Apple has recently made a rather large blunder – approving not one, but two apps that claim to be Halo 4. While they certainly look to be official ports of the official game, one is actually a racing game, while the other is a chess game.
Well, what do we have here? Looks like someone ported Halo 4 to the iPhone and iPad just in time for Christmas! However, don't be fooled because not all things are as they seem.
There are two apps out in the AppStore, promoting themselves as Halo 4. What are they really? The screenshots, the app logo, and even a 343 Industries copyright logo are pretty convincing, and the amount of buys have been getting out of hand. One of the apps is for iPhone and iPad and the other is iPhone only, each priced at $4.99.
"Halo 4 for iPhone/iPad is the fourth in the Halo series where Master Chief returns to battle an ancient evil bent on vengeance and annihilation," reads a summary of one of the games.
How was Apple tricked? Many look to reviews to check if a game is really what it says it is, and these games have many five-star reviews purporting their validity. Each review requires a unique Apple ID and login, and there are hundreds of these fake reviews. Not only that, but the reviews are pretty staggering in the variation and depth. "I’ve been looking forward to this for awhile," says one review. “I'll update if I have a poor frame rate as some are claiming."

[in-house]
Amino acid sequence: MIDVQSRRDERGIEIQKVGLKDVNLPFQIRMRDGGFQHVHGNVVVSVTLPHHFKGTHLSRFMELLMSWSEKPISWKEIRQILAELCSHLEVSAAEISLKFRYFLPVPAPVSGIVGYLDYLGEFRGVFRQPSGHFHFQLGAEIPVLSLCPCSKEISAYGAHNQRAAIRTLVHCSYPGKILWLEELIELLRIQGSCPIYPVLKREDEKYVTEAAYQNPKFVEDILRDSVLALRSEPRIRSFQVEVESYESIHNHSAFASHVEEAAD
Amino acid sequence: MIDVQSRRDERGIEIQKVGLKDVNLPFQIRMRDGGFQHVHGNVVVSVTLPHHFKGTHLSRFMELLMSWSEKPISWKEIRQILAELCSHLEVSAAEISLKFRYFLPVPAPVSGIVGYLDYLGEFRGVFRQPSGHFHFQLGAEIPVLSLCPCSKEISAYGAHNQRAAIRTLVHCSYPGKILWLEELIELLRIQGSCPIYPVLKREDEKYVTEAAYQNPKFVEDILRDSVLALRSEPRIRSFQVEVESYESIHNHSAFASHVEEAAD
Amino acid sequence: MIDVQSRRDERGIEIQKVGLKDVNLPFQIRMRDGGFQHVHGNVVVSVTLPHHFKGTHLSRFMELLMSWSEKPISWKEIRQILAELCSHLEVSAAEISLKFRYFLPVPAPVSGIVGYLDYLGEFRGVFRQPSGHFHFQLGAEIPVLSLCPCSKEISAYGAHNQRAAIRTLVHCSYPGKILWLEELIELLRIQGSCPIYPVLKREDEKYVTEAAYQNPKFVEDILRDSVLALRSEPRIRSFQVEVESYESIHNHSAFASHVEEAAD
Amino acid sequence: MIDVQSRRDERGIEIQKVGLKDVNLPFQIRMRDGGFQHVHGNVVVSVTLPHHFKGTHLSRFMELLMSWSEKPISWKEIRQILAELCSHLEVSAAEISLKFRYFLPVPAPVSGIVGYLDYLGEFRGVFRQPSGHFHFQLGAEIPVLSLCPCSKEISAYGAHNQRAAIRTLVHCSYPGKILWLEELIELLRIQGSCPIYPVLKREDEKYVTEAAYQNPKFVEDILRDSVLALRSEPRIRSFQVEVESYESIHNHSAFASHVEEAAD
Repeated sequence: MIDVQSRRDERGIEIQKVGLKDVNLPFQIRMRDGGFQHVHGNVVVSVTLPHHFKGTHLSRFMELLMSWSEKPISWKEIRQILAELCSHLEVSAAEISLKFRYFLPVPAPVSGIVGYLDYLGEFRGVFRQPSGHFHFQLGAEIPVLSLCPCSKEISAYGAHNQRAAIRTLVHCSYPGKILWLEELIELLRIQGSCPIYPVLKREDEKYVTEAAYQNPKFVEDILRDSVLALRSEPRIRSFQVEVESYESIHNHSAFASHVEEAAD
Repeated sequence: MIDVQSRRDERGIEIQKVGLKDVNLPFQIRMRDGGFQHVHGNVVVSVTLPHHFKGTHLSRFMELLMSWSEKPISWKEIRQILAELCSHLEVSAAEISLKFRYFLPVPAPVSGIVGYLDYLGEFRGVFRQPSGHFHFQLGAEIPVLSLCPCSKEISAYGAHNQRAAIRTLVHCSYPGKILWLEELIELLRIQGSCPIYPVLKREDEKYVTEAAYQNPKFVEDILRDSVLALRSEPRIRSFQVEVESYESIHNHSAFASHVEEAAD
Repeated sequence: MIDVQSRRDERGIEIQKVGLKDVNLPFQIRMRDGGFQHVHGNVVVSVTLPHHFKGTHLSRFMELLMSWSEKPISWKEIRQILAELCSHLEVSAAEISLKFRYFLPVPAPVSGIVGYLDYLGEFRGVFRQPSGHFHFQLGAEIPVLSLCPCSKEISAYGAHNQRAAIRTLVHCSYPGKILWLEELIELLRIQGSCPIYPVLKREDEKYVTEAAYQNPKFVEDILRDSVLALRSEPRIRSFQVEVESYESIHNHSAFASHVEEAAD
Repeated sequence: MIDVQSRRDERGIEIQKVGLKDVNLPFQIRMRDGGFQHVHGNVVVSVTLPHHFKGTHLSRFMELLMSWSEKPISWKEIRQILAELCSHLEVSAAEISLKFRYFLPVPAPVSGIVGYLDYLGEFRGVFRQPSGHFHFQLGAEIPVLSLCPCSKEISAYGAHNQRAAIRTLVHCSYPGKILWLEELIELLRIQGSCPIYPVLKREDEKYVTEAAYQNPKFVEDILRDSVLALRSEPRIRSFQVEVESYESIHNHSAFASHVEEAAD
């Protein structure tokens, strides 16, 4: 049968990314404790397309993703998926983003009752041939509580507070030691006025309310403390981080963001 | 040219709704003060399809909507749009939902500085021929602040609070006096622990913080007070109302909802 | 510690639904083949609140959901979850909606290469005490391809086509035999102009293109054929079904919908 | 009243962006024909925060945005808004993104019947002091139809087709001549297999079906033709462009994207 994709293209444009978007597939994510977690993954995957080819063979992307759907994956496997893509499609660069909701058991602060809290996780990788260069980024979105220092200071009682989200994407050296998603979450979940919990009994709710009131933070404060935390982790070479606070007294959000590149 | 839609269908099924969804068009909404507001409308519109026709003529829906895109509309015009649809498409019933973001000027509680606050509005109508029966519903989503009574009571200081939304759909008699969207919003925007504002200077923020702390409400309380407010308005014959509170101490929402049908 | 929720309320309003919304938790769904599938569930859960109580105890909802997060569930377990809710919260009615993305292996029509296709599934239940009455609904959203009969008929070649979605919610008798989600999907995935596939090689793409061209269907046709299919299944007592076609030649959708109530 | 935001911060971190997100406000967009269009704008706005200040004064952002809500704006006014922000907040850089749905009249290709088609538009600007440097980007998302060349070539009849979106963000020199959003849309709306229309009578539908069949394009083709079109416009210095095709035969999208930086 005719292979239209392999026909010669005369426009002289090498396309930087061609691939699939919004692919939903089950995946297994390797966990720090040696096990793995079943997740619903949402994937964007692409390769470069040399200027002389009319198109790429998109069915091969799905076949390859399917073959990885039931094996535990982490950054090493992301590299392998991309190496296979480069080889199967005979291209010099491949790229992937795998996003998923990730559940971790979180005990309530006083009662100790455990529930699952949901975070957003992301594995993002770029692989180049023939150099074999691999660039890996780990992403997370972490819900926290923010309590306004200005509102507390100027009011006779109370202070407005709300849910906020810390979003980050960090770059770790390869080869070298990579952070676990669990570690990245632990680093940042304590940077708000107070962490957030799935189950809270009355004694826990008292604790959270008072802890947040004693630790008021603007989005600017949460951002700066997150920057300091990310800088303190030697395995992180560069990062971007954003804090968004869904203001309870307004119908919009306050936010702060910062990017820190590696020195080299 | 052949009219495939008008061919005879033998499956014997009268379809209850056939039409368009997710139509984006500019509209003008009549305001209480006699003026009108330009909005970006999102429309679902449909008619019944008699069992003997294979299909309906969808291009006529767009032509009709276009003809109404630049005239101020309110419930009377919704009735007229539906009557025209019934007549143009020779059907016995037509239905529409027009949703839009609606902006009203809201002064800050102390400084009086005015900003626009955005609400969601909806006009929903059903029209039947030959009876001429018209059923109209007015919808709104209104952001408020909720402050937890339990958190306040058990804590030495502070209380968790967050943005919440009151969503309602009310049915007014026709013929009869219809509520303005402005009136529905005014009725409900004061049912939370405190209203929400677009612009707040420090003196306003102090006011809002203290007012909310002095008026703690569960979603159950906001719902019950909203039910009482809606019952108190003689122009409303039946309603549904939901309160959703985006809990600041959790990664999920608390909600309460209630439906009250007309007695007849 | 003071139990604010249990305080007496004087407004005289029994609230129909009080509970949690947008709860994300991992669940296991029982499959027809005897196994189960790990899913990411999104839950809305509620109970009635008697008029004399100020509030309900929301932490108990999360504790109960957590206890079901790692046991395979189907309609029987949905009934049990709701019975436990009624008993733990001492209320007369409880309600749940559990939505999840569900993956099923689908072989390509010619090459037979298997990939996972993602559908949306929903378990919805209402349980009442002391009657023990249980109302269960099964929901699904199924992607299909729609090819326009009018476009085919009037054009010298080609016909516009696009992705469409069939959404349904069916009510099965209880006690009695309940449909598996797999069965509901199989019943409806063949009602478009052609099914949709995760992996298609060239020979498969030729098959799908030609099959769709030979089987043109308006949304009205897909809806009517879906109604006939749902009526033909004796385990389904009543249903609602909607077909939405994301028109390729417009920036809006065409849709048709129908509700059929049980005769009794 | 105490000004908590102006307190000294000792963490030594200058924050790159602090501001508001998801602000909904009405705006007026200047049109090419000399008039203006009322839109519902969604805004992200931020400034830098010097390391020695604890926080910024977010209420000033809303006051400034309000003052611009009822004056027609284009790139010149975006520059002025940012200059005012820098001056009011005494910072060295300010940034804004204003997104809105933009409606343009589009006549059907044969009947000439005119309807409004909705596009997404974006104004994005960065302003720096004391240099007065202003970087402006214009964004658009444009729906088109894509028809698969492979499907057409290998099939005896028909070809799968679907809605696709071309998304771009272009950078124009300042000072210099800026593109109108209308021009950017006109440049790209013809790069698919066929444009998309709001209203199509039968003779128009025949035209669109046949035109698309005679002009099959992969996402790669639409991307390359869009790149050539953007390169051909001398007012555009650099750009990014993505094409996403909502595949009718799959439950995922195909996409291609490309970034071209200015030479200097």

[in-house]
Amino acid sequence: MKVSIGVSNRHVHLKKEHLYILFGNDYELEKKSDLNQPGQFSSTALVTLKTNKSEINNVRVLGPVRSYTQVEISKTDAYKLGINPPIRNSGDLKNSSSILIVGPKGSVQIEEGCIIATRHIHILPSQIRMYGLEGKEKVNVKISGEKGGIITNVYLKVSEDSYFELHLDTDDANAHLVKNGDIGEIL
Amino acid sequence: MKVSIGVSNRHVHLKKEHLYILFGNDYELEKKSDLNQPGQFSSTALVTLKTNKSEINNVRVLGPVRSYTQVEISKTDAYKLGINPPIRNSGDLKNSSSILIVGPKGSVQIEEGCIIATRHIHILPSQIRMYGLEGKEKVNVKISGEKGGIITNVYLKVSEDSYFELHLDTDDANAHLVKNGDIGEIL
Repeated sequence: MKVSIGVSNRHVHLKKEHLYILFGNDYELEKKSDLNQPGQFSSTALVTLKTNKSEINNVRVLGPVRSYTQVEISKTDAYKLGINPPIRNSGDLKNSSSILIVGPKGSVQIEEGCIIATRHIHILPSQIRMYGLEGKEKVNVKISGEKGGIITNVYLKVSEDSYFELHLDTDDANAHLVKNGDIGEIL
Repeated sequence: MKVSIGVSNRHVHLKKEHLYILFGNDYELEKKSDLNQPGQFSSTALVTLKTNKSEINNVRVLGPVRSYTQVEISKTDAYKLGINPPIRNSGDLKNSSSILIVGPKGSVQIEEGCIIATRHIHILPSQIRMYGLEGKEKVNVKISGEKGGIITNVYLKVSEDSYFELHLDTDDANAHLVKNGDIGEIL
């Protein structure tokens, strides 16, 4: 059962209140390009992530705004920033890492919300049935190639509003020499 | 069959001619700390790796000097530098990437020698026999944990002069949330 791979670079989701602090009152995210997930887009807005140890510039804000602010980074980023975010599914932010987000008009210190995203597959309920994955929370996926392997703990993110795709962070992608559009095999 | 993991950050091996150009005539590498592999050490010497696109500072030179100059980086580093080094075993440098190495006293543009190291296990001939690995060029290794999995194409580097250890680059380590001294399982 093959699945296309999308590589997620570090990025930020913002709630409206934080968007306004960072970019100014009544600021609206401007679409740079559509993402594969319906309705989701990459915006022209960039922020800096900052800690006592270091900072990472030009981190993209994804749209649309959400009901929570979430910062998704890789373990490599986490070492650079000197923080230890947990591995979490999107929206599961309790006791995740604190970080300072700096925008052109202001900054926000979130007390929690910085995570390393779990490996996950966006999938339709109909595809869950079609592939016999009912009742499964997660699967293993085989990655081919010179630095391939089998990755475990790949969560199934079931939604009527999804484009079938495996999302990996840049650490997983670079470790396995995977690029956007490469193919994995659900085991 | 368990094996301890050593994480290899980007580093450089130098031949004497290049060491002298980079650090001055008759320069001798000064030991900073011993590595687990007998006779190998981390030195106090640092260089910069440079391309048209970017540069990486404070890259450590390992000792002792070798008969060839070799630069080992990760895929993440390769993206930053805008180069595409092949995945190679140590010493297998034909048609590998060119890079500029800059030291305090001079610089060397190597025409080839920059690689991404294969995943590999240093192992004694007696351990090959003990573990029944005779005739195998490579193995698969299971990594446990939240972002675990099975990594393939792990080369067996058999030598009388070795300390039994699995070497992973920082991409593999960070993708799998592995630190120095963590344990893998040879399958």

Apple has been shamed thoroughly on this one; the news has even made it into a recent LA Times article.
While the games were finally removed, many people already lost their money on the purchase. The apps were put out just before the infamous “app freeze” – no new apps, bug fixes, or price changes are allowed during that period. This is also the highest revenue period for the App Store, being so close to the holidays.
Someone out there made some nice pocket change off iOS users.